A letter to the Daily Telegraph (22 August 2010) recently caught CB3’s eye:
SIR – The parlous state of the public finances in Britain provides the perfect opportunity for British taxpayers to end their half-century-long experiment with “development aid”, which has, since its inception, stunted growth and subsidised bad governance in Africa.
As Africans, we urge the generous-spirited British to reconsider an aid programme they can ill afford, and which we do not want or need. A real offer from the British people to help our development would consist of the abolition of the Common Agricultural Policy, which keeps African agricultural exports out of the European marketplace.
It is that egregious policy, combined with the weight of regulations, bad laws and stifling bureaucracy, subsidised by five decades of development aid, which prevents Africans from lifting themselves out of poverty.
Andrew Mitchell, the Secretary of State for International Development, speaks about a “moral imperative” to combat poverty around the world. We could not agree more. The British have a unique opportunity to cut the deficit and help Africa: please, ask your new government to stop your aid.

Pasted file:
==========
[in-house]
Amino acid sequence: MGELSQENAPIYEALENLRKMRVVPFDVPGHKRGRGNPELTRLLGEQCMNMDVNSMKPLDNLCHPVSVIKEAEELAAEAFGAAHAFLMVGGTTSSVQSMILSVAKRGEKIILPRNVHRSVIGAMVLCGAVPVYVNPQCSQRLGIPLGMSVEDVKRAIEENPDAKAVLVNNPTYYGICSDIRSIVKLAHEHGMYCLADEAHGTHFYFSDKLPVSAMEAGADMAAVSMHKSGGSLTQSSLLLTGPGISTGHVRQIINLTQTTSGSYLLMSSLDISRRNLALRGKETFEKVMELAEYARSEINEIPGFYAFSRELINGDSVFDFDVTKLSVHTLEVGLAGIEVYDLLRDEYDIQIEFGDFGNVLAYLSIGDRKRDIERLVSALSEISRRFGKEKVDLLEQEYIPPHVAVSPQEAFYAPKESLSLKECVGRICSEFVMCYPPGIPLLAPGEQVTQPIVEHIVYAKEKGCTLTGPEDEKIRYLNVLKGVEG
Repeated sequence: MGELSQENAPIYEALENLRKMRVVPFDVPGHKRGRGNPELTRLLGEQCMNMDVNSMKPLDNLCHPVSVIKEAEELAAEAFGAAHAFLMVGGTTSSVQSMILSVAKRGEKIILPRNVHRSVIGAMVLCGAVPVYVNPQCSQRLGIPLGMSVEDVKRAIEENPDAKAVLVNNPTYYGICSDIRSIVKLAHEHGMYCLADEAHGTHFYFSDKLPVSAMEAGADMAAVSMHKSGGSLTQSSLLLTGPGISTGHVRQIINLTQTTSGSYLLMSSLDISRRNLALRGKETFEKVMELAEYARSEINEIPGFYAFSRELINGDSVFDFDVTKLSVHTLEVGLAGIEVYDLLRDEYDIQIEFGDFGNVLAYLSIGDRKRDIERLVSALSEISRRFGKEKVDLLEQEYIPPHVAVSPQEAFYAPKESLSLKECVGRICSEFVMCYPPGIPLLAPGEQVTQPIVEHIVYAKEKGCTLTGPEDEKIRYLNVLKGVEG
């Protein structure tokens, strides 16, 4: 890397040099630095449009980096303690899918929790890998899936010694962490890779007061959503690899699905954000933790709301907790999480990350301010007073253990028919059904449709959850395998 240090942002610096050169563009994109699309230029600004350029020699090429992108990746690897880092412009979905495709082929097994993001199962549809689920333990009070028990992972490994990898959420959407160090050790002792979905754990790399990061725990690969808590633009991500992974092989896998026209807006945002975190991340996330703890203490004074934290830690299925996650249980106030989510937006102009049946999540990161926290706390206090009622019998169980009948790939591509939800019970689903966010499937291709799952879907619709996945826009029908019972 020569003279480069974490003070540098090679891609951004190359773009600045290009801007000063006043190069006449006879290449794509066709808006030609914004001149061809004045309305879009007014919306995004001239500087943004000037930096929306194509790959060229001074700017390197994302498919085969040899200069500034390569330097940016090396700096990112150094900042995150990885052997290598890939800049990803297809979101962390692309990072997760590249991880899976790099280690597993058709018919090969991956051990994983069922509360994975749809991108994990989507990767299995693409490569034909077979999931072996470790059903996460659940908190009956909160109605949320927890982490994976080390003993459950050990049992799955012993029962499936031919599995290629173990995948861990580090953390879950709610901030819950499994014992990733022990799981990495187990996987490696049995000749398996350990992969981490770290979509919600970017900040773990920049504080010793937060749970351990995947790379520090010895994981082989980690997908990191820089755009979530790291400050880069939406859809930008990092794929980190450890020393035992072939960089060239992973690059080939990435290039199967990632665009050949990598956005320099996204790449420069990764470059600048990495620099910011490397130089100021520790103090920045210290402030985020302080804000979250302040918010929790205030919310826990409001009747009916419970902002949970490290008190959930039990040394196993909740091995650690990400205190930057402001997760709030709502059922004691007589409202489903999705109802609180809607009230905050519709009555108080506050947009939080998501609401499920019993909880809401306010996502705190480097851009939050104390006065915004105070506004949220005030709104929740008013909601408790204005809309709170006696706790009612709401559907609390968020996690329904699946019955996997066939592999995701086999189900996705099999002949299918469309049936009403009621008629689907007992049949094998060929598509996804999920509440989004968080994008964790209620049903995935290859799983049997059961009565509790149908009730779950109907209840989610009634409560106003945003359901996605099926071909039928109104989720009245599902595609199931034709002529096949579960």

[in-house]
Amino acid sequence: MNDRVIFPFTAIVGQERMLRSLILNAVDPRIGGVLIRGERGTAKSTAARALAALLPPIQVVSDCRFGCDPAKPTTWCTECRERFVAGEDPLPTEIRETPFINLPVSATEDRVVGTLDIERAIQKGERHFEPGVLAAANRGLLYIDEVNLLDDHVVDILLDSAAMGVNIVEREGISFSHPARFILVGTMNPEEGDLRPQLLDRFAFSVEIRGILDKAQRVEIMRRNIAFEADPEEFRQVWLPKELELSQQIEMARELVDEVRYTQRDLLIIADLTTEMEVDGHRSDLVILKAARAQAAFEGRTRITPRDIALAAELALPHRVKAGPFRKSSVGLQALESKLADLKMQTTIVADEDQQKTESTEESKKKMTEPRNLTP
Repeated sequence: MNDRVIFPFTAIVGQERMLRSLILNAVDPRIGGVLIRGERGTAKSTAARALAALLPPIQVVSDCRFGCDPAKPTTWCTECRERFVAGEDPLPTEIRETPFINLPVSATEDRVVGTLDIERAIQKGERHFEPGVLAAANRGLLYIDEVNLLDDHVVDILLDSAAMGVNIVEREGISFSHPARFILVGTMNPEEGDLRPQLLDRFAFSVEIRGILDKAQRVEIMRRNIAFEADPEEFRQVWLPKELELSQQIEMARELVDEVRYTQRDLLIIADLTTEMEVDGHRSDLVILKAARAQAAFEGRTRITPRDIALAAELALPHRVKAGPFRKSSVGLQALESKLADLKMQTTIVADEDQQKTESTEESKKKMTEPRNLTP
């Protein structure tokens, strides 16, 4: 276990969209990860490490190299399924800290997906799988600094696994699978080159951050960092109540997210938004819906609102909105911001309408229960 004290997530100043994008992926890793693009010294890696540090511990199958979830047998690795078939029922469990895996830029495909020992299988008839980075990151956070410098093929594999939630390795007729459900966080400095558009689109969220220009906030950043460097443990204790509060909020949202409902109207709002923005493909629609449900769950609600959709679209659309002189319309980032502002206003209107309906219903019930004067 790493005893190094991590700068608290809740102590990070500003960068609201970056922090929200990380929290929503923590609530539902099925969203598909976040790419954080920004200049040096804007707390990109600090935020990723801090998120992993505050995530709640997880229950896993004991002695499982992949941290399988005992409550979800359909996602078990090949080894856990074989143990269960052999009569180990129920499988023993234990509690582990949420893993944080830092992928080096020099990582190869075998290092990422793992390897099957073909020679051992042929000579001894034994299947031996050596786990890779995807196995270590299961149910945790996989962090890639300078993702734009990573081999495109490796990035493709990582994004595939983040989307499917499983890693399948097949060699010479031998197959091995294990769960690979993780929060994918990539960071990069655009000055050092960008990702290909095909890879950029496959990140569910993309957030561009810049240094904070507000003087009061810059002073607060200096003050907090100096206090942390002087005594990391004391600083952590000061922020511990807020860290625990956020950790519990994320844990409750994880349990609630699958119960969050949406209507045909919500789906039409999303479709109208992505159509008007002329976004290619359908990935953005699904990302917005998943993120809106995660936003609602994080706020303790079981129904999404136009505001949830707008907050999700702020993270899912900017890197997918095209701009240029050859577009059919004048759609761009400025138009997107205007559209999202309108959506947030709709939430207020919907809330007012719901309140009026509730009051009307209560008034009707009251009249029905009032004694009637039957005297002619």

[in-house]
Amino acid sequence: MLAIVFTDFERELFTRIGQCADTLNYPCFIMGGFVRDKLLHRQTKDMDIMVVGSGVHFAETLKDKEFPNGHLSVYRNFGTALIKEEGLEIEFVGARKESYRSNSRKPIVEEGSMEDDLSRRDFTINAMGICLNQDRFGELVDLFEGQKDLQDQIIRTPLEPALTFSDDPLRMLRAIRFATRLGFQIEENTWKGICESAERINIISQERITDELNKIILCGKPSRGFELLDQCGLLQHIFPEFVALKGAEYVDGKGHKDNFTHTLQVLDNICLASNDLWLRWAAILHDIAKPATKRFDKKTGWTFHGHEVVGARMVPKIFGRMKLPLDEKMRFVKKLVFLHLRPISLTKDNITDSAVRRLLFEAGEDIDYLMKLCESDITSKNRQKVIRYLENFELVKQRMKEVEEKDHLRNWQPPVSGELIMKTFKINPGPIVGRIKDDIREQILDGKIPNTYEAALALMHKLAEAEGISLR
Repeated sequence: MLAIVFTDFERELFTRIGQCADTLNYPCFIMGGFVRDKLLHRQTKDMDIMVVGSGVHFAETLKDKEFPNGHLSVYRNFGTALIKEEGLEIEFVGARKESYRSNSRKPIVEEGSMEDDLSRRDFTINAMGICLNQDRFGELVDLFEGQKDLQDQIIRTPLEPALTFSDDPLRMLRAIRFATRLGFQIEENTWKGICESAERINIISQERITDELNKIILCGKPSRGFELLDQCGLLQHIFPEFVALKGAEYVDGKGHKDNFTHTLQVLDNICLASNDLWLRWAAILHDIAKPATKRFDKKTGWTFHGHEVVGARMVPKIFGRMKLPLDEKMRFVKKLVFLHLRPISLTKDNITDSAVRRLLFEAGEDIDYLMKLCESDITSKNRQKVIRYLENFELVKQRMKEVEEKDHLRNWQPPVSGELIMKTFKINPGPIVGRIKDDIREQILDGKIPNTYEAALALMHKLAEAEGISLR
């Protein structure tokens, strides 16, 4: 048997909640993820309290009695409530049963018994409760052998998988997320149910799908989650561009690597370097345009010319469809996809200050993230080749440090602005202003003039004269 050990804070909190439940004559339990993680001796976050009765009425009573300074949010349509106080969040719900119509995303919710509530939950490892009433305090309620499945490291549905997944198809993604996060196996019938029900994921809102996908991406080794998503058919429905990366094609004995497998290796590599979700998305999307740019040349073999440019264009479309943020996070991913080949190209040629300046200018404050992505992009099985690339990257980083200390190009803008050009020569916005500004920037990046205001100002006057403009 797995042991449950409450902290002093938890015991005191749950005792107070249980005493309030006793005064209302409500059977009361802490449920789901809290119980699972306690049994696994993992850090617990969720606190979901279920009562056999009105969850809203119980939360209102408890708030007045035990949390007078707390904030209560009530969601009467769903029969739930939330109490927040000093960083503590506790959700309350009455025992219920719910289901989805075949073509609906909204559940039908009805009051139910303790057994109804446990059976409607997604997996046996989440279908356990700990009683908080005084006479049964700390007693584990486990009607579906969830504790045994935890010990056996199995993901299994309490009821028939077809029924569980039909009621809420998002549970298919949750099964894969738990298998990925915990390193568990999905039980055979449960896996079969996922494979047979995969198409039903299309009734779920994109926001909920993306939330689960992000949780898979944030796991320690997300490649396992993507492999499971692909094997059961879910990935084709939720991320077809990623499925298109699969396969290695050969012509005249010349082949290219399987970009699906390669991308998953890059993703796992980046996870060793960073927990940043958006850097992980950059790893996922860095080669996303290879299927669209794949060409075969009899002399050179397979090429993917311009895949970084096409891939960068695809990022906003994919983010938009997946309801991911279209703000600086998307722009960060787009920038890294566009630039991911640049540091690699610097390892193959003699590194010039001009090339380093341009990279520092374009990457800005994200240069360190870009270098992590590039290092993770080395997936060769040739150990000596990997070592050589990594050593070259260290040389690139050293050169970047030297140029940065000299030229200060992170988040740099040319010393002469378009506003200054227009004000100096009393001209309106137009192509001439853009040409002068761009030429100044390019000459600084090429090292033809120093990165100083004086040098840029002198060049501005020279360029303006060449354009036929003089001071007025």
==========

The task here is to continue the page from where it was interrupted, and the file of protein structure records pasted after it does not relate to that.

Editor, Independent newspaper, Uganda
Executive Director, IMANI Center for Policy and Education, Ghana
Lecturer, University of Ghana and Ashesi University, Ghana
Executive Director, Initiative for Public Policy
Now, the notion or concept of free market trade, tariff barriers, CAP, competitive advantage etc do not tend to feature in the public’s eye when considering providing aid and succour to the African continent (or elsewhere for that matter). Charities, doing sterling work, do concentrate on gaining funding from a variety of donors, but with cries of rampant corruption in aid-receiving nations, an increased desire of the public to see where there hard-earned cash is going and severe cuts in government aid packages, perhaps now is the time to look again at campaigning and lobbying for regulatory change, requiring people’s support, some of their time, but less from their currently beleagured financial coffers.
Of course,the major charities do so already, but is it a time to increase the emphasis on this tack, and tackle what many, including the contributors above, consider, with reasonable justification, the main obstacle to real development? It’s a difficult sell, but with the current problems of aid funding coupled with the continuing recession, the timing may be prescient.